John Cornelius O’Callaghan in his (slightly biased) ‘History of the Irish brigades in the service of France’ (1870) gives a clear description of the trade in men and wool from Ireland to France and the, perhaps more exotic, return cargoes. He also illustrates the build-up of Irish and French forces for an invasion of England in the first half of 1692 which might well have succeeded except for the ‘Protestant winds’. I extract the following:
‘The maritime intercourse of France and Ireland had been increased beyond what it ever was by the War of the Revolution. After the termination of the contest (the war in Ireland), the French privateers from the ports of Bretagne, or Brest and St. Malo, that were very active on the look-out for the rich English merchant-men making for the Munster harbours of Cork, Kinsale, &c, were not without aid in these enterprises, through a communication with the native population of the sea-coast; sympathizing with those belonging to a nation, so recently the ally of theirs, and the enemy of their enemies, the Williamites.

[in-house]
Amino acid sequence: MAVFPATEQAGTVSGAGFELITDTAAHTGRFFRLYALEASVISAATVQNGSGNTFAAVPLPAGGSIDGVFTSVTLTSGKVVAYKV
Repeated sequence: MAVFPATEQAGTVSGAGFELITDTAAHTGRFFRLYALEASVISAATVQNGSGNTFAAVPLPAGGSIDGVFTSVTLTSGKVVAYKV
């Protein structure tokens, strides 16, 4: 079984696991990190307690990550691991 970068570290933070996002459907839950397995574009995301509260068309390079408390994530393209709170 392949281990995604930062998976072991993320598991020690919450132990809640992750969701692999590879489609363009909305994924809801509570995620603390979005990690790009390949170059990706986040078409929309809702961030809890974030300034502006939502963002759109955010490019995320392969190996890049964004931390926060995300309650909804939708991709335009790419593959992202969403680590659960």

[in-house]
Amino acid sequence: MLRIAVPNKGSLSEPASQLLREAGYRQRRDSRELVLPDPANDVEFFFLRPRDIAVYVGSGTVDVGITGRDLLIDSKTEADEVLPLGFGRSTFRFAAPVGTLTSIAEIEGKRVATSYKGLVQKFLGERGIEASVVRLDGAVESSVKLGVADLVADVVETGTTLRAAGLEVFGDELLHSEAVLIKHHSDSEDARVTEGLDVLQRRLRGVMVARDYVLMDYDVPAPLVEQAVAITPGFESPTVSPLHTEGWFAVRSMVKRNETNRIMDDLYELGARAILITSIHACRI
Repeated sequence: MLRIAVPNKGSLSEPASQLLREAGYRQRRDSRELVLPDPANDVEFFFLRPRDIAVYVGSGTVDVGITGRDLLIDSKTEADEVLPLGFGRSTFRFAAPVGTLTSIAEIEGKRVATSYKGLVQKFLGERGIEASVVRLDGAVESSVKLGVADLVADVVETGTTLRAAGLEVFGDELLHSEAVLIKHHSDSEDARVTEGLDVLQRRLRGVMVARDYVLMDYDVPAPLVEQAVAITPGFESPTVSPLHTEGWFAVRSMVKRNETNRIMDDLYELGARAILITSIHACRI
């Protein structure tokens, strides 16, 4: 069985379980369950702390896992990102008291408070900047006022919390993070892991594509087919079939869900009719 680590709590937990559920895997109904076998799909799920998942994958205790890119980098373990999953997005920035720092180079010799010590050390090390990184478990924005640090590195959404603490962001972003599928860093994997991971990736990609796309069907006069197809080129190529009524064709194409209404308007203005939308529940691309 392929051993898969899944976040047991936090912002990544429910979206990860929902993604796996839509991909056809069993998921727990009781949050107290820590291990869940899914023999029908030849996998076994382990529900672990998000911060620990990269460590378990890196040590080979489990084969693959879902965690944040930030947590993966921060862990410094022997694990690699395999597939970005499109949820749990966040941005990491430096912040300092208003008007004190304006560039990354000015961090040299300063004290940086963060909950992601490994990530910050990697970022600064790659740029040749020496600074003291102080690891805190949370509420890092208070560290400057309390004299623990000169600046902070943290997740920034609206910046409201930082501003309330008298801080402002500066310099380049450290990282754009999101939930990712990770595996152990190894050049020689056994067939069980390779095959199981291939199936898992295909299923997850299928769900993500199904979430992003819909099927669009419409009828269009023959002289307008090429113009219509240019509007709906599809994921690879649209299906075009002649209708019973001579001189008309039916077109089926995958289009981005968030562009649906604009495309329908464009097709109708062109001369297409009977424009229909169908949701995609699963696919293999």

Privateers likewise from France, manned with Irish and Scotch exiles, the adherents of King James, and acting by his commission from St. Germain, were so animated by the successes obtained against the Williamite trade, that they extended their operations into the Bay of Dublin; and Irish Jacobite officers, commanding French vessels, are mentioned as very injurious to the same commerce in their cruises. Hence the communication went on between Ireland and France, where there were many Irish, besides the flower of the nation engaged in the service of their exiled King and Louis XIV. But, through the arbitrary suppression by England of the Irish woollen manufacture, her other legislation for the injury or ruin of Irish commerce, and the continued limitations to employment in Ireland by the constant additions to the Penal Code, the causes for such intercourse with France were necessarily increased.